SFWMD Encourages Lee and Collier County Water Users to Conserve Water Amid Dry Conditions
In South Florida, most of the water we use comes from underground aquifers, including in Lee and Collier counties. As a direct result of below-average rainfall for the last five months, groundwater levels in aquifers beneath Lee and Collier counties are low. Drier than average conditions in these counties are forecasted to persist for the remainder of the dry season (end of May).
The South Florida Water Management District (SFWMD) recommends residents and businesses in Lee and Collier counties practice water conservation measures to protect the region’s aquifers and water resources.
The majority of residential water use occurs outdoors with landscape irrigation accounting for approximately 50 percent of home water use. One of the most important things local residents can do to protect our regional water sources is to follow local irrigation ordinances and inspect their irrigation systems. Irrigation systems should be free of leaks and be in good working order. Rainfall is forecasted this weekend for Lee and Collier counties, and SFWMD encourages residents to turn off irrigation systems when rainfall is projected.
Residents can learn more about things they can do around the house to conserve water:
• Ensure automatic irrigation control rain sensors are operating properly.
• Install aerators in kitchen and bathroom sinks.
• Switch to WaterSense and high-efficiency products including shower heads, bathroom faucets and toilets.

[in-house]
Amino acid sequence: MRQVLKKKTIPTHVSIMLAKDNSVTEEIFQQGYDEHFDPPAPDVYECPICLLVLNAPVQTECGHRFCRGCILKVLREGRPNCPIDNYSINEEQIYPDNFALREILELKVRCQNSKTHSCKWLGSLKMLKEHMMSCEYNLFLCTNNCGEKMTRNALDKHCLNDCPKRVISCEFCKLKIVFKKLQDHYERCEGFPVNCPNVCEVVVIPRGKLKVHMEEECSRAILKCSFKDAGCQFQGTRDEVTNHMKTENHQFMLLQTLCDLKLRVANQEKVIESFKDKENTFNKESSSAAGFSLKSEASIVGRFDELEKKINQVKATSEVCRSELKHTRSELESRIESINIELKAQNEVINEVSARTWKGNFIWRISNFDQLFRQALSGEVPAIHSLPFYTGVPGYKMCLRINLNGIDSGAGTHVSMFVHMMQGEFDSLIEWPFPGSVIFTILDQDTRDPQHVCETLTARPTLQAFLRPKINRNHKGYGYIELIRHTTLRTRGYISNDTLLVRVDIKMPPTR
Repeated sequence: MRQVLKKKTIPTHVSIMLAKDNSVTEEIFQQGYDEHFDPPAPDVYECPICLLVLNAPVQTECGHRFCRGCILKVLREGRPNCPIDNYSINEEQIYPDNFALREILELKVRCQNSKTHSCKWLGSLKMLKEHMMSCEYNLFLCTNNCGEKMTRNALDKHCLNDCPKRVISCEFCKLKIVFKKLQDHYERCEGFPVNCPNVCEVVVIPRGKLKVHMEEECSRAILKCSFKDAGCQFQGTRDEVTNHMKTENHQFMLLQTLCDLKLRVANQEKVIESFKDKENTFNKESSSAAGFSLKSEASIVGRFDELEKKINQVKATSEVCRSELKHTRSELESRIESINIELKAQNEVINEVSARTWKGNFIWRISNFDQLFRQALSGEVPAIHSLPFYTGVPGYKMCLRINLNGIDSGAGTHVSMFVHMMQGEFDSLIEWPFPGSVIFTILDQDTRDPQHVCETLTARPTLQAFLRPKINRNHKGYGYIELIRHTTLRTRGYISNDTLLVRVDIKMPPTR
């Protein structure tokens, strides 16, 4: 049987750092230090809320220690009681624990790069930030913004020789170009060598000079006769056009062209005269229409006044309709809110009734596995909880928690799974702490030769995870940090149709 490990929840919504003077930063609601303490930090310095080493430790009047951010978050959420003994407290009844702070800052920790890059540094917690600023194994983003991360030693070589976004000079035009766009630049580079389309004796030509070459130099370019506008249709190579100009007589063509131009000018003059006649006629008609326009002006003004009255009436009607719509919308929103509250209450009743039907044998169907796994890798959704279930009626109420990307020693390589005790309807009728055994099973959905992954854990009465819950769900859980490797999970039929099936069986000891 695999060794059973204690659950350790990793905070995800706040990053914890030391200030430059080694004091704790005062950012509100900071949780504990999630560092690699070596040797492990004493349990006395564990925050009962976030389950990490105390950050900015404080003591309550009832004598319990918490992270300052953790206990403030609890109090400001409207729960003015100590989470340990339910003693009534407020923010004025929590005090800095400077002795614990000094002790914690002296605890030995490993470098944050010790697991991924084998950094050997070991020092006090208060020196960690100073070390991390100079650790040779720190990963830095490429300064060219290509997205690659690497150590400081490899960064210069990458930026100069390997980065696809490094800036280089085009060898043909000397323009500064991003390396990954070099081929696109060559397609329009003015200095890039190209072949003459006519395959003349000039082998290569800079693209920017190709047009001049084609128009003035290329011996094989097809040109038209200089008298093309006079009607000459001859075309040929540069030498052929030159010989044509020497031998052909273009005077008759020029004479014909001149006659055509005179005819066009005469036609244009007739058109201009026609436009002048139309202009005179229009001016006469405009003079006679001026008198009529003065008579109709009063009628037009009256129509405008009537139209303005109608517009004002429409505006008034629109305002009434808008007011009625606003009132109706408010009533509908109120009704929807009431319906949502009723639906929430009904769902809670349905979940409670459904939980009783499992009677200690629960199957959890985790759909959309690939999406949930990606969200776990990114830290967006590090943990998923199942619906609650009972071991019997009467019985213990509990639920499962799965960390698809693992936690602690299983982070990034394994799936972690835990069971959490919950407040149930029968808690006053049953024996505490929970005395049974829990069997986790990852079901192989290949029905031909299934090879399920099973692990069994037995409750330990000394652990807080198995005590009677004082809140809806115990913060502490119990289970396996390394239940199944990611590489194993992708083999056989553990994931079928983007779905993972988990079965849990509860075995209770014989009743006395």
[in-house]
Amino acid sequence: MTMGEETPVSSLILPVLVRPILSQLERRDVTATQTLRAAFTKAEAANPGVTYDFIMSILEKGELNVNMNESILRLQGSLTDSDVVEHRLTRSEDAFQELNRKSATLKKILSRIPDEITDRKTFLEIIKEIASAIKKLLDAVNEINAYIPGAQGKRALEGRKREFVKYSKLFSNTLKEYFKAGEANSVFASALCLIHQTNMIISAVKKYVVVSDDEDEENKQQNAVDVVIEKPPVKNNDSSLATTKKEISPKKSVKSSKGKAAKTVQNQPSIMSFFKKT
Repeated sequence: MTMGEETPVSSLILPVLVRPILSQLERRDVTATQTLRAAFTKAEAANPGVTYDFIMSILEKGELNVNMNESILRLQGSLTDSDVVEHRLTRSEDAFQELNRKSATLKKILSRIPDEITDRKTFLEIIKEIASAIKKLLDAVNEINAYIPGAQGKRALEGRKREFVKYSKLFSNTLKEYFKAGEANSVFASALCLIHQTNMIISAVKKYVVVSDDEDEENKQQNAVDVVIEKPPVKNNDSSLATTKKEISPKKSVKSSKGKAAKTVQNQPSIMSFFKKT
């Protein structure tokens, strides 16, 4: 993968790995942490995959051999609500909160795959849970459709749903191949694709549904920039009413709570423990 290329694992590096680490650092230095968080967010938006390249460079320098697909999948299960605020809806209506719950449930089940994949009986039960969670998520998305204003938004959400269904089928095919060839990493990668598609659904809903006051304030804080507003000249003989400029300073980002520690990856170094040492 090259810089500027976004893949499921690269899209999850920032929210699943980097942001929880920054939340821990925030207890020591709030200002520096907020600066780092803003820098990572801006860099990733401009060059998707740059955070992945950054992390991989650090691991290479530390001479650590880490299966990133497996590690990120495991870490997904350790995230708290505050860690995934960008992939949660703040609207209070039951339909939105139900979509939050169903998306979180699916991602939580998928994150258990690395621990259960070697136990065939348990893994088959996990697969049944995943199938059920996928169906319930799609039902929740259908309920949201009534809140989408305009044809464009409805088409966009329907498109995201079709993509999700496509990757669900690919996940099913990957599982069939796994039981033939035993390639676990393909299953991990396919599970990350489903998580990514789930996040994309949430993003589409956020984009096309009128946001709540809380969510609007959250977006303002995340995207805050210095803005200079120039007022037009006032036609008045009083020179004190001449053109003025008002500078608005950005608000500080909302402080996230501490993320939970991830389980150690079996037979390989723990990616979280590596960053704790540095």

• Implement Florida-Friendly landscaping by following its 9 principles, including using native plants.
• Update appliances like dishwashers and washing machines to Energy Star rated products.
• Wash only full loads of laundry.
• Thaw frozen food in the refrigerator.
• Don’t rinse your dishes before placing them in the dishwasher. Run only full loads of dishes.
By reducing irrigation demands and conserving water, residents can slow the aquifer’s water level decline until the rainy season begins. SFWMD scientists will continue to closely monitor aquifer conditions and may recommend additional actions to protect our region’s water resources.
The South Florida Water Management District is a regional governmental agency that manages the water resources in the southern part of the state. It is the oldest and largest of the state’s five water management districts. Our mission is to safeguard and restore South Florida’s water resources and ecosystems, protect our communities from flooding, and meet the region’s water needs while connecting with the public and stakeholders.